Hinojosa authored a budget rider to secure $1.6 million for research into a virus that causes disease in potatoes. The rider creates an agreement between the Texas Department of Agriculture and the Texas A&M Extension Station to conduct comprehensive research into the harmful virus called Zebra Chip after the dark stripes it makes on affected potatoes. The disease has already resulted in millions of dollars in crop losses for South Texas growers. There is also concern that the virus could spread northwards, ruining Texas’ potato industry. An economic impact study by Texas A&M showed that losses from Zebra Chip would reach $100 million in lost business in Texas and almost 1,000 jobs.

In addition, Hinojosa worked with Texas Agriculture Commissioner Todd Staples to secure $1.3 million for 12 new employees to undertake inspections for harmful plant diseases, including the citrus canker that could put South Texas’ valuable citrus crops at risk.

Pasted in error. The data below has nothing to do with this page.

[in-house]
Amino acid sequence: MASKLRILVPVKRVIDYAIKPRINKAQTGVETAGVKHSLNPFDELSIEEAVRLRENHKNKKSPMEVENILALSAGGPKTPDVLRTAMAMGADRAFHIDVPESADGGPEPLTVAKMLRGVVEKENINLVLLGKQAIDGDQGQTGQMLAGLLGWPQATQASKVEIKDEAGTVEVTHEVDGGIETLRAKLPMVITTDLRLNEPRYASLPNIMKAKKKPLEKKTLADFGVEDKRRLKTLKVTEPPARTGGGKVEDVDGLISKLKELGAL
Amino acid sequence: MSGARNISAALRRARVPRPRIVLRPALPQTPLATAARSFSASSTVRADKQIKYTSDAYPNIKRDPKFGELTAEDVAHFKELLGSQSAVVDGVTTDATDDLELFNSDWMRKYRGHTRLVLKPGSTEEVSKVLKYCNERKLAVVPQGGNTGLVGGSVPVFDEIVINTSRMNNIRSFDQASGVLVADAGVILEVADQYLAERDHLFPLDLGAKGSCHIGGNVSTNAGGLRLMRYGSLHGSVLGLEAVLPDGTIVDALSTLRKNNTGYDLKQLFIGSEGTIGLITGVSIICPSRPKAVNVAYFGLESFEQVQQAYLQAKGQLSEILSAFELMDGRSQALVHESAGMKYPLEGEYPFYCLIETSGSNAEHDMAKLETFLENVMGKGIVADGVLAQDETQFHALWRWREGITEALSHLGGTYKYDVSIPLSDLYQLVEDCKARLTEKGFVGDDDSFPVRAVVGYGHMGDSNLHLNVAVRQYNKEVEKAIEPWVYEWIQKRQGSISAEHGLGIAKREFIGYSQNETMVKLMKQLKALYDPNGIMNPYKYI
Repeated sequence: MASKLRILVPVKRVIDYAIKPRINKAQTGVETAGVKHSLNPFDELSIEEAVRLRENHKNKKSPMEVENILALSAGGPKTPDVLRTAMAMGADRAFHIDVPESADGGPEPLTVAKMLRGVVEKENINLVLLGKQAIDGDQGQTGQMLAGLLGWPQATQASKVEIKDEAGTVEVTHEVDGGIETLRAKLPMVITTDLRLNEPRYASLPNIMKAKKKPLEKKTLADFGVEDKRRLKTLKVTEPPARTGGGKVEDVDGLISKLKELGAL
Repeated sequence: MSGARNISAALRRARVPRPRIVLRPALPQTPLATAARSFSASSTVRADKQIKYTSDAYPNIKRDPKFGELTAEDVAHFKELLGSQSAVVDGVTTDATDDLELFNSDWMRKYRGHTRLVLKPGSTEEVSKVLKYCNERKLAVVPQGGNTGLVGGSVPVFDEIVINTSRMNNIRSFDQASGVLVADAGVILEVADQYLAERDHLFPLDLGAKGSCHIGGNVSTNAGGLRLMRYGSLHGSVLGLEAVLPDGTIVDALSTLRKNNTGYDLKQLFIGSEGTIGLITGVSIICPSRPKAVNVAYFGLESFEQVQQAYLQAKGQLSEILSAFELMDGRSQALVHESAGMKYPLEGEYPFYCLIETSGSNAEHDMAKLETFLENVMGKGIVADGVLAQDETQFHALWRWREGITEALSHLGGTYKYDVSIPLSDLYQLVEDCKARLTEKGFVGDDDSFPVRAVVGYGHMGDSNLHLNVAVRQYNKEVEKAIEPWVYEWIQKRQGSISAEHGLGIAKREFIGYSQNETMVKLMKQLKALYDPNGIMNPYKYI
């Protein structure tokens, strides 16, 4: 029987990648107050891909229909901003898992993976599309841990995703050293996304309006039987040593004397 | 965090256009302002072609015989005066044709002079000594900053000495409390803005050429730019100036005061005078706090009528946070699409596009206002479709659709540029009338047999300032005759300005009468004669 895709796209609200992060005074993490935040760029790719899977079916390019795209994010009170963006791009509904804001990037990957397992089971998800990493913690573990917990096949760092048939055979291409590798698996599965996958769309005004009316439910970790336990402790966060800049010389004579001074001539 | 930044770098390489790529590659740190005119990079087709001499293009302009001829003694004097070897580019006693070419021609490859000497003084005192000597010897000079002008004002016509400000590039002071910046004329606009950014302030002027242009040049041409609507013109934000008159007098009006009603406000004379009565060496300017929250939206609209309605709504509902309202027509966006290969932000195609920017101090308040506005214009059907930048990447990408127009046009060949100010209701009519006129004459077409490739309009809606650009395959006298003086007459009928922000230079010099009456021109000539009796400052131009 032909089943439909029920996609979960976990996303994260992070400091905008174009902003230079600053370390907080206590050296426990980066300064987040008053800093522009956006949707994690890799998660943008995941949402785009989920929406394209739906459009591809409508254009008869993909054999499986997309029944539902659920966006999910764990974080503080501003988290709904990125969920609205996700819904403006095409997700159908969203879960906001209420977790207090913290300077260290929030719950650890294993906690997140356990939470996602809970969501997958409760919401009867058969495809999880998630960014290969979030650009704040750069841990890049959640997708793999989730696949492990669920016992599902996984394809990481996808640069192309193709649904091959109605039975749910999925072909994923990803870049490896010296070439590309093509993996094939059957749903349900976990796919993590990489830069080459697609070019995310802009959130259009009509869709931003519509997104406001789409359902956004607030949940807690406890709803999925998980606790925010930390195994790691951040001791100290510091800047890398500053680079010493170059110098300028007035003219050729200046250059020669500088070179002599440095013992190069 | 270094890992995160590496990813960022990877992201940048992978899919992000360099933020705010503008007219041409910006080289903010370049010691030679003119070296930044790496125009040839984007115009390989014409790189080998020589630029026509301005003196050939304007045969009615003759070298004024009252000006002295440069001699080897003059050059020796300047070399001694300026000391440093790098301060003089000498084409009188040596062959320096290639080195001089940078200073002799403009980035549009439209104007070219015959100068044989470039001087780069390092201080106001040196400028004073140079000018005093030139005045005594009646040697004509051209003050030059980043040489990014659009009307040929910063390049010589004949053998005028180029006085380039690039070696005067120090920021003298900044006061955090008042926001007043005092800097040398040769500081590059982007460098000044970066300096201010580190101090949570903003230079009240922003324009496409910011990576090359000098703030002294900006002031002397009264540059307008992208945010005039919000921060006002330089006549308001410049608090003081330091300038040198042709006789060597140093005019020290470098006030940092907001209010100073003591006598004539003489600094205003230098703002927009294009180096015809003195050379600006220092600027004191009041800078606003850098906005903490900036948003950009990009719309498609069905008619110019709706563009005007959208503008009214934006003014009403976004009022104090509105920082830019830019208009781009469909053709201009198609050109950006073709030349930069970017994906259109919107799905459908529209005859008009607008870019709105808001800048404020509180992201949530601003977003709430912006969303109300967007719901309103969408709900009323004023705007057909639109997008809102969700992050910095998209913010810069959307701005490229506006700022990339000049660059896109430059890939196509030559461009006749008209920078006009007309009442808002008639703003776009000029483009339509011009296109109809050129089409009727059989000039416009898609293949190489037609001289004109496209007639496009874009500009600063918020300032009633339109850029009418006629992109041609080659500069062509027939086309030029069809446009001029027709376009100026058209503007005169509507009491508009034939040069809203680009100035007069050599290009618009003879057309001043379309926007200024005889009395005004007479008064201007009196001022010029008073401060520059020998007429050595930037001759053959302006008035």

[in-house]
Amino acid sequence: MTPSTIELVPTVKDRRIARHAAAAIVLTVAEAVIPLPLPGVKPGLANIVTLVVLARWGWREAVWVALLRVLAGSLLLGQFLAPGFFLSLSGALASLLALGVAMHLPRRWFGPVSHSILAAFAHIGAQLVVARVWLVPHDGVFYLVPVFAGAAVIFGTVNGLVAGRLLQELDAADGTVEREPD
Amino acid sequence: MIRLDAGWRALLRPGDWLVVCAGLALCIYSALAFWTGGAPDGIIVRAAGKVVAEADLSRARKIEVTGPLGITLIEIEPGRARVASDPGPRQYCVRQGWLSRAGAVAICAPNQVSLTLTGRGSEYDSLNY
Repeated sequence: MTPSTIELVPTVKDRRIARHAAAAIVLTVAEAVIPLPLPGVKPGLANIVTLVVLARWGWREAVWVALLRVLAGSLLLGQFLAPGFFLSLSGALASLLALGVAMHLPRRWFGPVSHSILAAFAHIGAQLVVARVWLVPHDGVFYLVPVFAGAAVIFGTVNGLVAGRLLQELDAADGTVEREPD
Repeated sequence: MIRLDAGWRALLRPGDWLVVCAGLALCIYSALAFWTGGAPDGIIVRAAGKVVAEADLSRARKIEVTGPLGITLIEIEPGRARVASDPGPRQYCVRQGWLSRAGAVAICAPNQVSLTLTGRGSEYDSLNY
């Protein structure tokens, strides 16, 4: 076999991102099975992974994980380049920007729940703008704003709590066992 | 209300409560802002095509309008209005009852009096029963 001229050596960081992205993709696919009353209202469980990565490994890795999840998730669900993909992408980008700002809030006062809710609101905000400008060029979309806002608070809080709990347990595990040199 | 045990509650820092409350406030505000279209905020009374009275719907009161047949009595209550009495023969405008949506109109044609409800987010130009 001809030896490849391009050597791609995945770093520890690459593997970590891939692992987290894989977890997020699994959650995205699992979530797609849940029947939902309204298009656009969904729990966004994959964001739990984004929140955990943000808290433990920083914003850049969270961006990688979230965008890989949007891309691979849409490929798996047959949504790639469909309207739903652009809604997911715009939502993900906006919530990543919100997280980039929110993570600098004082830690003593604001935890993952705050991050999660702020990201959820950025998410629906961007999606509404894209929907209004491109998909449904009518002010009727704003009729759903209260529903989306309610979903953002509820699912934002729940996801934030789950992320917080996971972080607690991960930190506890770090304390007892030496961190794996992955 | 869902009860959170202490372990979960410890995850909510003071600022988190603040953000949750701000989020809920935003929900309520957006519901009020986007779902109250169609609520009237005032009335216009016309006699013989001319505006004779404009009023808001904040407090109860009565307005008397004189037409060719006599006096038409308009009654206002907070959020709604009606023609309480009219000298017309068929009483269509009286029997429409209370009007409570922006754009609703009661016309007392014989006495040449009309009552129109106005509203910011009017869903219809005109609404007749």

“Under the plan, inspections will increase dramatically,” Hinojosa said. “Plant shipments entering Texas will be subject to more than 350 additional quarantine inspections and more than 8,500 additional man hours of scrutiny by state inspectors.”


Former Edinburg City Secretary Mary Villarreal honored for her dedication to open government


If “a cultivated mind is the guardian genius of democracy,” as Mirabeau B. Lamar, the president of the Republic of Texas, once so eloquently put it, then city secretaries throughout the Lone Star State are the protectors of open government.

A city secretary, which is an appointed official who makes sure that a municipal government operates in full view of the community, is the oldest public service role in local government.

Villarreal completed almost 30 years of public service in 2004 as Edinburg City Secretary in order to pursue an equally impressive career as co-owner, along with her husband, Romeo, of Edinburg Child Care, Inc.

But for the statewide-recognized advocate of the people’s right to know, the concept of open government – from fair elections to easy access of public documents – has always been more than a lofty ideal.